1. Facial Thermography
Facial thermography represents a safe, non-invasive technology that measures skin surface temperature on a real time basis. Like VSAs, facial thermography has an advantage over polygraph systems in that its non-invasive nature lends itself to covert applications. Recently, Doctors B. M. Gratt and E. A. Sickles from the University of California at Los Angeles used microwave receivers to measure thermal radiation emitted from a human face and analyze blood flow differences between different regions of the face. Last year, Doctors Levine, Palvidis, and Cooper refined the concept of facial thermography to explore the fact that specific activities are associated with characteristic, facial thermal signatures.
One 25-person pilot study conducted in 2002 between DoDPI and outside researchers examined the possible utility of a new thermal imaging device that measures the radiant energy emitted from an examinee’s face. The published report, which focused on thermal imaging as an adjunct or potential alternative to traditional polygraph measurements, claimed that thermal imaging results achieved higher accuracy than the polygraph. Although according to the 2003 National Research Council report on polygraph testing, the pilot study conducted by DoDPI failed to provide acceptable scientific evidence to support facial thermography as a viable method for detecting deception.
Similar to other veracity studies done on emerging lie detection methods, studies based on facial thermography draw conclusions based on small sample sizes, uncontrolled environments, uncooperative subjects, inconsistent judging criteria, and other variables that detract from the scientific basis of which successful results are often cited. Unless new research can provide acceptable scientific evidence to support facial thermography as a viable alternative to the polygraph, the concept of using thermal imaging as a method for lie detection will likely remain an adjunct to traditional polygraph measurements.
2. Functional Brain Imaging
Functional brain imaging looks at brain function more directly than polygraph testing by using positron emission tomography (PET) and magnetic resonance imaging (MRI), which employ strong magnetic fields to induce brain tissue molecules to emit distinctive radio signals used to monitor blood flow and oxygen consumption in the brain. Within the context of MRI, the detection of blood-oxygen-level-dependent (BOLD) signals has garnered the name functional magnetic resonance imaging (fMRI). Research studies are focused on using fMRI to analyze knowledge and emotion characteristics theorized to link deception to physiological brain activity. In addition, other research areas have focused on combining PET and fMRI with simultaneous measurements of skin conductance response. Scientists are quick to point out, however, that applied fMRI studies completed thus far have similar limitations to earlier polygraph studies. Furthermore, they point out that fMRI analysis is expensive, time-consuming (2-3 hours per examine), and highly sensitive to subject motion during the brain scan. To overcome some of these potential deficiencies for veracity applications, some researchers suggest the use of an electroencephalograph (EEG), which directly measures the electrical output of the brain rather than attempting to map brain activity from blood flow patterns. One EEG study conducted by Jennifer Vendemia, a researcher from the University of South Carolina, suggests that predictable patterns of energy fluctuating brain activity occur when people lie. The correlation between brain activities and lying are nothing new, but the fact that researchers continue to explore this path makes the possibility of brain imaging a potential candidate to supplement or eventually replace traditional polygraph techniques.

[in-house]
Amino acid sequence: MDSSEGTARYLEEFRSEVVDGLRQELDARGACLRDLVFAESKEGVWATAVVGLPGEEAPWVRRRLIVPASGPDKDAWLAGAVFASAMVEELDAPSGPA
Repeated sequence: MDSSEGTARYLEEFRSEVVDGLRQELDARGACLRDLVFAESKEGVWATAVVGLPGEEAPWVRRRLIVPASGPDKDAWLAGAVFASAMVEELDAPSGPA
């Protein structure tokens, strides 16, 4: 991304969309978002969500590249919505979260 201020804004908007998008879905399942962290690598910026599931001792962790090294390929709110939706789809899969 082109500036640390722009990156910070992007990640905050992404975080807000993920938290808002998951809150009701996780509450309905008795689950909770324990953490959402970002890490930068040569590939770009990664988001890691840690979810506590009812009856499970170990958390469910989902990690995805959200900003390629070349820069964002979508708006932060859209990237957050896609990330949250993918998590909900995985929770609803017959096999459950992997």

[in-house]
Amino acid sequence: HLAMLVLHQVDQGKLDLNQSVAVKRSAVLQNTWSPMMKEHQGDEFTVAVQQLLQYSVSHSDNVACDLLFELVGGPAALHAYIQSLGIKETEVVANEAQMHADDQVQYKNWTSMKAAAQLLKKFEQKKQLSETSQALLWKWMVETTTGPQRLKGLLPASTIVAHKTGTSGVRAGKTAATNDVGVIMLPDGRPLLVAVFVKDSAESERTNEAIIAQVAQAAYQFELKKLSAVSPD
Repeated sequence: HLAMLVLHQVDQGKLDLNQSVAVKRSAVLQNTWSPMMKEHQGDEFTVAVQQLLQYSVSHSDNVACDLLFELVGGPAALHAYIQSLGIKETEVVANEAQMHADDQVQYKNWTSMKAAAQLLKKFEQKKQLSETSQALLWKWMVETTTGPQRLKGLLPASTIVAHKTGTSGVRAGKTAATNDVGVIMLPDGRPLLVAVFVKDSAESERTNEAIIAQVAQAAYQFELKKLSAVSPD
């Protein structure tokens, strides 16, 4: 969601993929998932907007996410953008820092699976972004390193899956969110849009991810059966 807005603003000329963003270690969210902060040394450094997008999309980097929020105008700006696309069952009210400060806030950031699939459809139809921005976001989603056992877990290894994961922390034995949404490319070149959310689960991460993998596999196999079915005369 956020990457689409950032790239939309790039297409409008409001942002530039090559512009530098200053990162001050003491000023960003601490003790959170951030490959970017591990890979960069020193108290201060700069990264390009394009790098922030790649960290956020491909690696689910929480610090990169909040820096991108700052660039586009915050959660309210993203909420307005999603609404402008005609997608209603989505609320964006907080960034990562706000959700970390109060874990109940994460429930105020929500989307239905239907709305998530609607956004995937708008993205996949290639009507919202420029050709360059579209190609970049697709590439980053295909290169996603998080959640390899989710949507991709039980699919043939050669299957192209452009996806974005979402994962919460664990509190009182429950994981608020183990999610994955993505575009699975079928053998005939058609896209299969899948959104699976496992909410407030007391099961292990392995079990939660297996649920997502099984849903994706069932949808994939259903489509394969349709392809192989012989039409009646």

Psychology professor John Gabrieli predicts that within ten years research advances in neurotechnology could yield brain scanners in schools and airports. One Iowa company called Brain Fingerprint Laboratories claims it has developed technology that can identify specific brain wave patterns that people emit when they are looking at or discussing something they have already seen. Furthermore, psychiatrist Daniel Langleben from the University of Pennsylvania School of Medicine has found that increased activity in several brain regions is visible in an fMRI scan when people lie. However, Doctor Langleben also contends that lying is a complex behavior and that it is likely to be linked to a large number of unknown brain sites.